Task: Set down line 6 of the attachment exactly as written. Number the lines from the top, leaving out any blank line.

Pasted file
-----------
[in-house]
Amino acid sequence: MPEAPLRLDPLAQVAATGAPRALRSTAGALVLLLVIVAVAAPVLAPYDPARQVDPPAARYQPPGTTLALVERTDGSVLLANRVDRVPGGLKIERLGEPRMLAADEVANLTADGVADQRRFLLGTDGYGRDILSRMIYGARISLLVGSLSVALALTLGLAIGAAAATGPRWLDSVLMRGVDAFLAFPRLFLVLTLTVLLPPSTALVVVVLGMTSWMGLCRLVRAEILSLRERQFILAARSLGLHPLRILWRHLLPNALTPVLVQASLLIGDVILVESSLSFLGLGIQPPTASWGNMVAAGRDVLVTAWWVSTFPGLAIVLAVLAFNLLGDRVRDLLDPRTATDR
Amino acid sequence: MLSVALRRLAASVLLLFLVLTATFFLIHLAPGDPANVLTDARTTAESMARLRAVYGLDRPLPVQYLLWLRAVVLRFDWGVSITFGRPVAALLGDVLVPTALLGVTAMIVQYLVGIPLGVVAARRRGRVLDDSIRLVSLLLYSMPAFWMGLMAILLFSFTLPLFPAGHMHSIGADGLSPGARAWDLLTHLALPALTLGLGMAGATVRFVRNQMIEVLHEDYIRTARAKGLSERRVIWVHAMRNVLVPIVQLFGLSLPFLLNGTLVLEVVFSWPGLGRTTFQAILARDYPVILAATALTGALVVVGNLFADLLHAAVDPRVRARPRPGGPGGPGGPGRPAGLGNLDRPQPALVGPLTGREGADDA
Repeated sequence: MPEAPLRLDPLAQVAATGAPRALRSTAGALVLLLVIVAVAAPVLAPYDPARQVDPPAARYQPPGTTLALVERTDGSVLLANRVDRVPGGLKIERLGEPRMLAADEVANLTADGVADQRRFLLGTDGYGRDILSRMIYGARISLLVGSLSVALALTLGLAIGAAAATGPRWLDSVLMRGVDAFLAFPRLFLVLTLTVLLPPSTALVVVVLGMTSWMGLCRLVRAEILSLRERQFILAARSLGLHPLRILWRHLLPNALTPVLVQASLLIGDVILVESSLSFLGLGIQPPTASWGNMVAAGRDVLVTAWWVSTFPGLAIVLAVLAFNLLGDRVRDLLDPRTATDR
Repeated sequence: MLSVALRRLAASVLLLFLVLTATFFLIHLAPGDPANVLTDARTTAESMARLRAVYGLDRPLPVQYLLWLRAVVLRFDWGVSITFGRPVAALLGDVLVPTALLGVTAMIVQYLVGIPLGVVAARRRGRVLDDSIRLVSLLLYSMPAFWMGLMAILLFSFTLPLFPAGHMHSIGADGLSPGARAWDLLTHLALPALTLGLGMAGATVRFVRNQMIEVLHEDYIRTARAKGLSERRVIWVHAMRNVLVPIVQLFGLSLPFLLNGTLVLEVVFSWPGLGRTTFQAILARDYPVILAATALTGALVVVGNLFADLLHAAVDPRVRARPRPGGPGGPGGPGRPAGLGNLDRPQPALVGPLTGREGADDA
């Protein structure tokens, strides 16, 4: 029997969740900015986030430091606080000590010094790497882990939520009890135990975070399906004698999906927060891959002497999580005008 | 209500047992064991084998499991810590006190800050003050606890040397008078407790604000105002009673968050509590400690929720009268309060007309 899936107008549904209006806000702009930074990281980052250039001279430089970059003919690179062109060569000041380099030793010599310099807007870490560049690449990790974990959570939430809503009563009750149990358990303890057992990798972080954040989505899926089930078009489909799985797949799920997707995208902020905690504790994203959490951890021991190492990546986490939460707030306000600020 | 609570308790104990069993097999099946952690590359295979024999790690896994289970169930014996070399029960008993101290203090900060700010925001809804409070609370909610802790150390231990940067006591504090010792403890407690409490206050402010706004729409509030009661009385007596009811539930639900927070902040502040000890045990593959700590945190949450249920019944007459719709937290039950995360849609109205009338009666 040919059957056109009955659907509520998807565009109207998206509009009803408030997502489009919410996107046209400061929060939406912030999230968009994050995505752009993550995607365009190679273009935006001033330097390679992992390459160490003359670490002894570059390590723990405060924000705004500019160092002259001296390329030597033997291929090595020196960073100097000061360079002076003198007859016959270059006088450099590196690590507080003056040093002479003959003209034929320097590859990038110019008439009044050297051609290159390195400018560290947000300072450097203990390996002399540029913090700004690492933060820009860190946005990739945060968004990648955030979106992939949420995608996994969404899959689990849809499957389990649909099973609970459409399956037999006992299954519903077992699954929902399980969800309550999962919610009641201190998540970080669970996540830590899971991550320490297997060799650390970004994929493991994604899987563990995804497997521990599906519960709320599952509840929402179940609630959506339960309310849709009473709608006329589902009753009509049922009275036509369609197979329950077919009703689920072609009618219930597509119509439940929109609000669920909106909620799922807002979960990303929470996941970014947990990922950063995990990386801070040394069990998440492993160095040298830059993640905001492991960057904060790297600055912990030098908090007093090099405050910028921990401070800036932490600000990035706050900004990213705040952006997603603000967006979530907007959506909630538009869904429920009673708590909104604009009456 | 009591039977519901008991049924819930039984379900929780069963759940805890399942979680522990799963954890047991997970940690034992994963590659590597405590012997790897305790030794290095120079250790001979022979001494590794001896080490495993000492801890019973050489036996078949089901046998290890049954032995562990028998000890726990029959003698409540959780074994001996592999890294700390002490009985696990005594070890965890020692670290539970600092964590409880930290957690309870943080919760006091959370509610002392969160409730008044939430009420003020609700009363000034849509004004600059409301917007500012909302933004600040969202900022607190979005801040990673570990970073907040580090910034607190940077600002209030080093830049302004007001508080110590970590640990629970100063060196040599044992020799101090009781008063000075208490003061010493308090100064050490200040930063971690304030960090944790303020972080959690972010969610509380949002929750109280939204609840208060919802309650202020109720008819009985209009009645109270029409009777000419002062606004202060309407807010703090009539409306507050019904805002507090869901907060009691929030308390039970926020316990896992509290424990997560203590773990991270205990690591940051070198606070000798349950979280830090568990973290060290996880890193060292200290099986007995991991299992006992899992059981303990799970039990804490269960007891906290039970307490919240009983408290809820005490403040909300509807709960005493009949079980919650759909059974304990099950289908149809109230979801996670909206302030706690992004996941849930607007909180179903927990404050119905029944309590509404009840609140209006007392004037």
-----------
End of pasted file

């Protein structure tokens, strides 16, 4: 029997969740900015986030430091606080000590010094790497882990939520009890135990975070399906004698999906927060891959002497999580005008 | 209500047992064991084998499991810590006190800050003050606890040397008078407790604000105002009673968050509590400690929720009268309060007309 899936107008549904209006806000702009930074990281980052250039001279430089970059003919690179062109060569000041380099030793010599310099807007870490560049690449990790974990959570939430809503009563009750149990358990303890057992990798972080954040989505899926089930078009489909799985797949799920997707995208902020905690504790994203959490951890021991190492990546986490939460707030306000600020 | 609570308790104990069993097999099946952690590359295979024999790690896994289970169930014996070399029960008993101290203090900060700010925001809804409070609370909610802790150390231990940067006591504090010792403890407690409490206050402010706004729409509030009661009385007596009811539930639900927070902040502040000890045990593959700590945190949450249920019944007459719709937290039950995360849609109205009338009666 040919059957056109009955659907509520998807565009109207998206509009009803408030997502489009919410996107046209400061929060939406912030999230968009994050995505752009993550995607365009190679273009935006001033330097390679992992390459160490003359670490002894570059390590723990405060924000705004500019160092002259001296390329030597033997291929090595020196960073100097000061360079002076003198007859016959270059006088450099590196690590507080003056040093002479003959003209034929320097590859990038110019008439009044050297051609290159390195400018560290947000300072450097203990390996002399540029913090700004690492933060820009860190946005990739945060968004990648955030979106992939949420995608996994969404899959689990849809499957389990649909099973609970459409399956037999006992299954519903077992699954929902399980969800309550999962919610009641201190998540970080669970996540830590899971991550320490297997060799650390970004994929493991994604899987563990995804497997521990599906519960709320599952509840929402179940609630959506339960309310849709009473709608006329589902009753009509049922009275036509369609197979329950077919009703689920072609009618219930597509119509439940929109609000669920909106909620799922807002979960990303929470996941970014947990990922950063995990990386801070040394069990998440492993160095040298830059993640905001492991960057904060790297600055912990030098908090007093090099405050910028921990401070800036932490600000990035706050900004990213705040952006997603603000967006979530907007959506909630538009869904429920009673708590909104604009009456 | 009591039977519901008991049924819930039984379900929780069963759940805890399942979680522990799963954890047991997970940690034992994963590659590597405590012997790897305790030794290095120079250790001979022979001494590794001896080490495993000492801890019973050489036996078949089901046998290890049954032995562990028998000890726990029959003698409540959780074994001996592999890294700390002490009985696990005594070890965890020692670290539970600092964590409880930290957690309870943080919760006091959370509610002392969160409730008044939430009420003020609700009363000034849509004004600059409301917007500012909302933004600040969202900022607190979005801040990673570990970073907040580090910034607190940077600002209030080093830049302004007001508080110590970590640990629970100063060196040599044992020799101090009781008063000075208490003061010493308090100064050490200040930063971690304030960090944790303020972080959690972010969610509380949002929750109280939204609840208060919802309650202020109720008819009985209009009645109270029409009777000419002062606004202060309407807010703090009539409306507050019904805002507090869901907060009691929030308390039970926020316990896992509290424990997560203590773990991270205990690591940051070198606070000798349950979280830090568990973290060290996880890193060292200290099986007995991991299992006992899992059981303990799970039990804490269960007891906290039970307490919240009983408290809820005490403040909300509807709960005493009949079980919650759909059974304990099950289908149809109230979801996670909206302030706690992004996941849930607007909180179903927990404050119905029944309590509404009840609140209006007392004037």